In 1997, an 18-year-old woman was raped by her 45-year-old driving instructor. After being convicted and jailed, her rapist was acquitted by the Italian Supreme Court because the victim was wearing tight jeans. The court ruled that since the victim was wearing tight jeans, the rapist would have needed her assistance to take them off, which would have made the actions consensual.
This court case became the inspiration for Denim Day, an international movement that aims to bring attention to issues of gender violence. Lehigh participated in its first Denim Day on Thursday, with the community being encouraged to wear various articles of denim clothing in support of the day.
Lehigh’s Denim Day was organized as a senior capstone project by Amanda Wilk, ’15, Lene Samuelsen, ’15, and Marni Zahorsky, ’15. David Fine, the assistant director of the Global Citizenship Program, also had a hand in spearheading the event on campus.
“The day has been overall a huge success,”Samuelsen said.
Those who worked to make the event possible said they hope it becomes an annual event in the future.
“I am hoping the day will help to raise awareness about gender violence on campus, in our local community and globally,” said Brooke DeSipio, the director of the Office of Gender Violence Education and Support.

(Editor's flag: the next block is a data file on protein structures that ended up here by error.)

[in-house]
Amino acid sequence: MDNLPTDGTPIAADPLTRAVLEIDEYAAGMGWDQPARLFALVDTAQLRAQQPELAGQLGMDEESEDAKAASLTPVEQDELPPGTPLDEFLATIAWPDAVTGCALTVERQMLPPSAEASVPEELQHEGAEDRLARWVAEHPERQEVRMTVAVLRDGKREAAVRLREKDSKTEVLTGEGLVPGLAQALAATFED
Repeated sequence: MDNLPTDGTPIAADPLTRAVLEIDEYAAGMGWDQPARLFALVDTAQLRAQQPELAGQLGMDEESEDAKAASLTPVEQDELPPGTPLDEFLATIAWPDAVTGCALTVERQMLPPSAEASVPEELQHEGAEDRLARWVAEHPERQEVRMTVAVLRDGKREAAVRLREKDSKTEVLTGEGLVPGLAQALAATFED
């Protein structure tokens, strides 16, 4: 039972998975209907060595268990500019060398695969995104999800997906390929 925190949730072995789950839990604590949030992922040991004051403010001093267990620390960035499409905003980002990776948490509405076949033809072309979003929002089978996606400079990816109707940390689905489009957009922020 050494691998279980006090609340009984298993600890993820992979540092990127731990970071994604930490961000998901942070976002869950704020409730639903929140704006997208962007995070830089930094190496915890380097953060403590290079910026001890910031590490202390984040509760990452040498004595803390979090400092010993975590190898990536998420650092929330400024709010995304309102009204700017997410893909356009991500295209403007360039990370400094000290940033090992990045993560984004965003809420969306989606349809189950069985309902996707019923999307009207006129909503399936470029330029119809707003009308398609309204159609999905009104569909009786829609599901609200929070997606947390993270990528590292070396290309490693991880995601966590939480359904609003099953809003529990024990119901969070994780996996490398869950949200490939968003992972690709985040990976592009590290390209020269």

Those who initiated this project also worked with the Study Abroad Office in order to include information related to sexual harassment and assault for students studying abroad.
“I believe this will continue to bring attention to issues of gender violence, which include rape, sexual assault and harassment, to campus,” Zahorsky said. “These have been particularly hot button issues on college campuses nationally within the past year or so, and we think it is very important for Lehigh to enter the conversation and create a dialogue.”
To further the movement, there will be a brown bag discussion on March 19 at 4 p.m. in Maginnes 101 to see the impact of the event and to discuss sexual assault and rape culture on campus. Those running Denim Day said they hope this will create a conversation about what Denim Day stands for and give those who attend a place to voice their comments.
Denim bows and facts about the issue were provided to people that stopped by the tables in the UC.
“In making the simple, conscious decision to throw on some denim in the morning, students, faculty and staff are working in solidarity to spread an important message across campus,” Wilk said. “This visual of everyone wearing jeans is speaking conversation about a typically silenced subject and that’s exactly what we are trying to achieve.”